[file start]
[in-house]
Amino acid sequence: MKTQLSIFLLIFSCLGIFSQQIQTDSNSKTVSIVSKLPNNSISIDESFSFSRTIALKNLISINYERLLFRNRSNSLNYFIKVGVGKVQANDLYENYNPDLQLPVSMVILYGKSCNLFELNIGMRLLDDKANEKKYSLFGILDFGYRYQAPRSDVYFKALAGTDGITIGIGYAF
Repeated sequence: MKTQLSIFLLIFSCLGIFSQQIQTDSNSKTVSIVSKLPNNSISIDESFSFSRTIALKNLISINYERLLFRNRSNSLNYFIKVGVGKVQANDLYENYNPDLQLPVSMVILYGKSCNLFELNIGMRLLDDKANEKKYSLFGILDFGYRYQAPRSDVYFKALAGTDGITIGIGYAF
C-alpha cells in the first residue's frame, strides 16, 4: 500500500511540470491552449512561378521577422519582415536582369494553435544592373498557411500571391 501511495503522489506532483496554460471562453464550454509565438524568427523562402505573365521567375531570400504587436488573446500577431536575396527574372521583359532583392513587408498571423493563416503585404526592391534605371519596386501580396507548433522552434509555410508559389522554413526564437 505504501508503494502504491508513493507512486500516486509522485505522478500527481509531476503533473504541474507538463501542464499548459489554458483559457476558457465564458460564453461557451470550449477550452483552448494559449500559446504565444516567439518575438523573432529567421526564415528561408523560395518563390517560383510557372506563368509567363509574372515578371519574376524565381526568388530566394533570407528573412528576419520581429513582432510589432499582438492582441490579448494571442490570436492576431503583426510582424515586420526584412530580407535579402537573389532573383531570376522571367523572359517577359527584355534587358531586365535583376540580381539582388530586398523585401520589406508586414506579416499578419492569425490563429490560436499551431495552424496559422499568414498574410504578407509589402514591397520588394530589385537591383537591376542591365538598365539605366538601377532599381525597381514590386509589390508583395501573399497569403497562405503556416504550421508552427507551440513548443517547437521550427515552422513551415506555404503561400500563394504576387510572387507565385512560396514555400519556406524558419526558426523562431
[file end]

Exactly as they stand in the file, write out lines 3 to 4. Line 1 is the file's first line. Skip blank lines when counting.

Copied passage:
Repeated sequence: MKTQLSIFLLIFSCLGIFSQQIQTDSNSKTVSIVSKLPNNSISIDESFSFSRTIALKNLISINYERLLFRNRSNSLNYFIKVGVGKVQANDLYENYNPDLQLPVSMVILYGKSCNLFELNIGMRLLDDKANEKKYSLFGILDFGYRYQAPRSDVYFKALAGTDGITIGIGYAF
C-alpha cells in the first residue's frame, strides 16, 4: 500500500511540470491552449512561378521577422519582415536582369494553435544592373498557411500571391 501511495503522489506532483496554460471562453464550454509565438524568427523562402505573365521567375531570400504587436488573446500577431536575396527574372521583359532583392513587408498571423493563416503585404526592391534605371519596386501580396507548433522552434509555410508559389522554413526564437 505504501508503494502504491508513493507512486500516486509522485505522478500527481509531476503533473504541474507538463501542464499548459489554458483559457476558457465564458460564453461557451470550449477550452483552448494559449500559446504565444516567439518575438523573432529567421526564415528561408523560395518563390517560383510557372506563368509567363509574372515578371519574376524565381526568388530566394533570407528573412528576419520581429513582432510589432499582438492582441490579448494571442490570436492576431503583426510582424515586420526584412530580407535579402537573389532573383531570376522571367523572359517577359527584355534587358531586365535583376540580381539582388530586398523585401520589406508586414506579416499578419492569425490563429490560436499551431495552424496559422499568414498574410504578407509589402514591397520588394530589385537591383537591376542591365538598365539605366538601377532599381525597381514590386509589390508583395501573399497569403497562405503556416504550421508552427507551440513548443517547437521550427515552422513551415506555404503561400500563394504576387510572387507565385512560396514555400519556406524558419526558426523562431